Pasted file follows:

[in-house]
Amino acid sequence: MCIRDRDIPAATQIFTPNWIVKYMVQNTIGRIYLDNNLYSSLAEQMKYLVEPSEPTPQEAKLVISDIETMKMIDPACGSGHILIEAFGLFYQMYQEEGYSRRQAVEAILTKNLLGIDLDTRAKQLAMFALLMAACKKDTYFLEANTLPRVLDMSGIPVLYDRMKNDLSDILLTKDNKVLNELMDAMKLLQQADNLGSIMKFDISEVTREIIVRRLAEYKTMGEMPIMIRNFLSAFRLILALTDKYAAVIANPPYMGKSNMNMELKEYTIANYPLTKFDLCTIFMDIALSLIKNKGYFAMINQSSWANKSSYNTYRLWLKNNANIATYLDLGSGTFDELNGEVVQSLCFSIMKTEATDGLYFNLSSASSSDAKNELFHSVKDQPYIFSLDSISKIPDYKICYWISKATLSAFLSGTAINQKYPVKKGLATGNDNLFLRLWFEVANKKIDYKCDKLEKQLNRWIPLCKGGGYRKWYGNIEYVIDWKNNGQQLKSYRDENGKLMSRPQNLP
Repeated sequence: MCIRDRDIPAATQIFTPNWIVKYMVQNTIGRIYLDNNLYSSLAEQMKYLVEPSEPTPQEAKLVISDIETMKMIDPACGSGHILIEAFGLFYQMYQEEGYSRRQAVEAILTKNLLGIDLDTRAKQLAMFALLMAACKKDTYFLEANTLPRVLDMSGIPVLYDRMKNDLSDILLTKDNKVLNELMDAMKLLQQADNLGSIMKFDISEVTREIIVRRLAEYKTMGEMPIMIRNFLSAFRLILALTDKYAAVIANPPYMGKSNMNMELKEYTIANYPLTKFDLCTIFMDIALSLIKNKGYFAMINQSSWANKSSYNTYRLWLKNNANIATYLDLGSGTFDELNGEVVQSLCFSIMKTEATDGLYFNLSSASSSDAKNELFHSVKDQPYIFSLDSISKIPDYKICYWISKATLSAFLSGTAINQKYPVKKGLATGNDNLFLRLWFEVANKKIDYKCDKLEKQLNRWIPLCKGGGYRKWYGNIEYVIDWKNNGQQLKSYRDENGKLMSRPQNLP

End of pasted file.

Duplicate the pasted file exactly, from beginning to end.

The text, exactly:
[in-house]
Amino acid sequence: MCIRDRDIPAATQIFTPNWIVKYMVQNTIGRIYLDNNLYSSLAEQMKYLVEPSEPTPQEAKLVISDIETMKMIDPACGSGHILIEAFGLFYQMYQEEGYSRRQAVEAILTKNLLGIDLDTRAKQLAMFALLMAACKKDTYFLEANTLPRVLDMSGIPVLYDRMKNDLSDILLTKDNKVLNELMDAMKLLQQADNLGSIMKFDISEVTREIIVRRLAEYKTMGEMPIMIRNFLSAFRLILALTDKYAAVIANPPYMGKSNMNMELKEYTIANYPLTKFDLCTIFMDIALSLIKNKGYFAMINQSSWANKSSYNTYRLWLKNNANIATYLDLGSGTFDELNGEVVQSLCFSIMKTEATDGLYFNLSSASSSDAKNELFHSVKDQPYIFSLDSISKIPDYKICYWISKATLSAFLSGTAINQKYPVKKGLATGNDNLFLRLWFEVANKKIDYKCDKLEKQLNRWIPLCKGGGYRKWYGNIEYVIDWKNNGQQLKSYRDENGKLMSRPQNLP
Repeated sequence: MCIRDRDIPAATQIFTPNWIVKYMVQNTIGRIYLDNNLYSSLAEQMKYLVEPSEPTPQEAKLVISDIETMKMIDPACGSGHILIEAFGLFYQMYQEEGYSRRQAVEAILTKNLLGIDLDTRAKQLAMFALLMAACKKDTYFLEANTLPRVLDMSGIPVLYDRMKNDLSDILLTKDNKVLNELMDAMKLLQQADNLGSIMKFDISEVTREIIVRRLAEYKTMGEMPIMIRNFLSAFRLILALTDKYAAVIANPPYMGKSNMNMELKEYTIANYPLTKFDLCTIFMDIALSLIKNKGYFAMINQSSWANKSSYNTYRLWLKNNANIATYLDLGSGTFDELNGEVVQSLCFSIMKTEATDGLYFNLSSASSSDAKNELFHSVKDQPYIFSLDSISKIPDYKICYWISKATLSAFLSGTAINQKYPVKKGLATGNDNLFLRLWFEVANKKIDYKCDKLEKQLNRWIPLCKGGGYRKWYGNIEYVIDWKNNGQQLKSYRDENGKLMSRPQNLP